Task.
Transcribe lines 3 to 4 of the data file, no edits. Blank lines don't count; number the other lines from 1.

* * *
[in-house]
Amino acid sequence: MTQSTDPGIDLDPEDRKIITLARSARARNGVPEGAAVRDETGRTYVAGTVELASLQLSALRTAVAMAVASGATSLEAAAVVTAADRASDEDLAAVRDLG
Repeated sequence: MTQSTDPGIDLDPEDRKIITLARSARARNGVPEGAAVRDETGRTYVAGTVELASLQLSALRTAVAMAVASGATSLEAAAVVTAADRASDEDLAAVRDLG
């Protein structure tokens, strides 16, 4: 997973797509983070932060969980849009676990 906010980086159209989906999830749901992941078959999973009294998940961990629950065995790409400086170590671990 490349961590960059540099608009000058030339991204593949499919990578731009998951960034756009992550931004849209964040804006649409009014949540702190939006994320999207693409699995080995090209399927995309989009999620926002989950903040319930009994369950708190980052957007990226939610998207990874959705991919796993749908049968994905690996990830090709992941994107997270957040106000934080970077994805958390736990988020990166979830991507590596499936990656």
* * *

Repeated sequence: MTQSTDPGIDLDPEDRKIITLARSARARNGVPEGAAVRDETGRTYVAGTVELASLQLSALRTAVAMAVASGATSLEAAAVVTAADRASDEDLAAVRDLG
């Protein structure tokens, strides 16, 4: 997973797509983070932060969980849009676990 906010980086159209989906999830749901992941078959999973009294998940961990629950065995790409400086170590671990 490349961590960059540099608009000058030339991204593949499919990578731009998951960034756009992550931004849209964040804006649409009014949540702190939006994320999207693409699995080995090209399927995309989009999620926002989950903040319930009994369950708190980052957007990226939610998207990874959705991919796993749908049968994905690996990830090709992941994107997270957040106000934080970077994805958390736990988020990166979830991507590596499936990656």